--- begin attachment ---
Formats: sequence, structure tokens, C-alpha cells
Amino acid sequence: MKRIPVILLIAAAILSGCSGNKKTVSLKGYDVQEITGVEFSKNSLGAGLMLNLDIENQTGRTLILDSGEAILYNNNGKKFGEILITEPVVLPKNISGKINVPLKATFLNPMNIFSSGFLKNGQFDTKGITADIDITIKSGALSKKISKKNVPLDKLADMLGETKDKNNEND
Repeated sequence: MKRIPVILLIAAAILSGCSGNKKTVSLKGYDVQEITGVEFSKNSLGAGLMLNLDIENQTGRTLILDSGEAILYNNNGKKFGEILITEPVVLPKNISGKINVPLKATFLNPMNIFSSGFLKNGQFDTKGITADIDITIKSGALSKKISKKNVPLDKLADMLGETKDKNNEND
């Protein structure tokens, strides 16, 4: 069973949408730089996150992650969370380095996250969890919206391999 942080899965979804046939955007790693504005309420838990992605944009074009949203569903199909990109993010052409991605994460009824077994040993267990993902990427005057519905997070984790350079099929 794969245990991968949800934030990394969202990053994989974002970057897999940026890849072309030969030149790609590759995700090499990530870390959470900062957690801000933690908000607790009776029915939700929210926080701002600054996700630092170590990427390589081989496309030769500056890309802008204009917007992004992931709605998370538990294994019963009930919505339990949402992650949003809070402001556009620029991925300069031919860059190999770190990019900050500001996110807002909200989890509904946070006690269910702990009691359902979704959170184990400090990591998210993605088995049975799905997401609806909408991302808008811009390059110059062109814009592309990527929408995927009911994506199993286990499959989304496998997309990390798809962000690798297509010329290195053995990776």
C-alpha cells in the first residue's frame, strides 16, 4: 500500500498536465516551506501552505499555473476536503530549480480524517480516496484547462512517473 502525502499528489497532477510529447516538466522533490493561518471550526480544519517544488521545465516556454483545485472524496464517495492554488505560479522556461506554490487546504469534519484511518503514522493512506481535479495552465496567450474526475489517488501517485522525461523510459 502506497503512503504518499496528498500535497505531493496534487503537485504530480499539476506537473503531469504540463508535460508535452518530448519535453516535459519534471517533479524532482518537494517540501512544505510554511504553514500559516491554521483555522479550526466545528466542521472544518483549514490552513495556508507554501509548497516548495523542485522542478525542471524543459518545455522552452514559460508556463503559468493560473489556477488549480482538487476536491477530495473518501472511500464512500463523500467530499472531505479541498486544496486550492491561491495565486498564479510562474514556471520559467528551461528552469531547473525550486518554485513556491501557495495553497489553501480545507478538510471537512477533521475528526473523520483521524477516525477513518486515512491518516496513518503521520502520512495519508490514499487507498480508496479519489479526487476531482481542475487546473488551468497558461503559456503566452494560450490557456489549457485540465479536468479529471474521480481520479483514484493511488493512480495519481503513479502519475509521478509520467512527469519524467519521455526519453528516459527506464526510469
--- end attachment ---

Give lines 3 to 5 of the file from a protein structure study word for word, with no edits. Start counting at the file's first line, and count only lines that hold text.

Repeated sequence: MKRIPVILLIAAAILSGCSGNKKTVSLKGYDVQEITGVEFSKNSLGAGLMLNLDIENQTGRTLILDSGEAILYNNNGKKFGEILITEPVVLPKNISGKINVPLKATFLNPMNIFSSGFLKNGQFDTKGITADIDITIKSGALSKKISKKNVPLDKLADMLGETKDKNNEND
């Protein structure tokens, strides 16, 4: 069973949408730089996150992650969370380095996250969890919206391999 942080899965979804046939955007790693504005309420838990992605944009074009949203569903199909990109993010052409991605994460009824077994040993267990993902990427005057519905997070984790350079099929 794969245990991968949800934030990394969202990053994989974002970057897999940026890849072309030969030149790609590759995700090499990530870390959470900062957690801000933690908000607790009776029915939700929210926080701002600054996700630092170590990427390589081989496309030769500056890309802008204009917007992004992931709605998370538990294994019963009930919505339990949402992650949003809070402001556009620029991925300069031919860059190999770190990019900050500001996110807002909200989890509904946070006690269910702990009691359902979704959170184990400090990591998210993605088995049975799905997401609806909408991302808008811009390059110059062109814009592309990527929408995927009911994506199993286990499959989304496998997309990390798809962000690798297509010329290195053995990776």
C-alpha cells in the first residue's frame, strides 16, 4: 500500500498536465516551506501552505499555473476536503530549480480524517480516496484547462512517473 502525502499528489497532477510529447516538466522533490493561518471550526480544519517544488521545465516556454483545485472524496464517495492554488505560479522556461506554490487546504469534519484511518503514522493512506481535479495552465496567450474526475489517488501517485522525461523510459 502506497503512503504518499496528498500535497505531493496534487503537485504530480499539476506537473503531469504540463508535460508535452518530448519535453516535459519534471517533479524532482518537494517540501512544505510554511504553514500559516491554521483555522479550526466545528466542521472544518483549514490552513495556508507554501509548497516548495523542485522542478525542471524543459518545455522552452514559460508556463503559468493560473489556477488549480482538487476536491477530495473518501472511500464512500463523500467530499472531505479541498486544496486550492491561491495565486498564479510562474514556471520559467528551461528552469531547473525550486518554485513556491501557495495553497489553501480545507478538510471537512477533521475528526473523520483521524477516525477513518486515512491518516496513518503521520502520512495519508490514499487507498480508496479519489479526487476531482481542475487546473488551468497558461503559456503566452494560450490557456489549457485540465479536468479529471474521480481520479483514484493511488493512480495519481503513479502519475509521478509520467512527469519524467519521455526519453528516459527506464526510469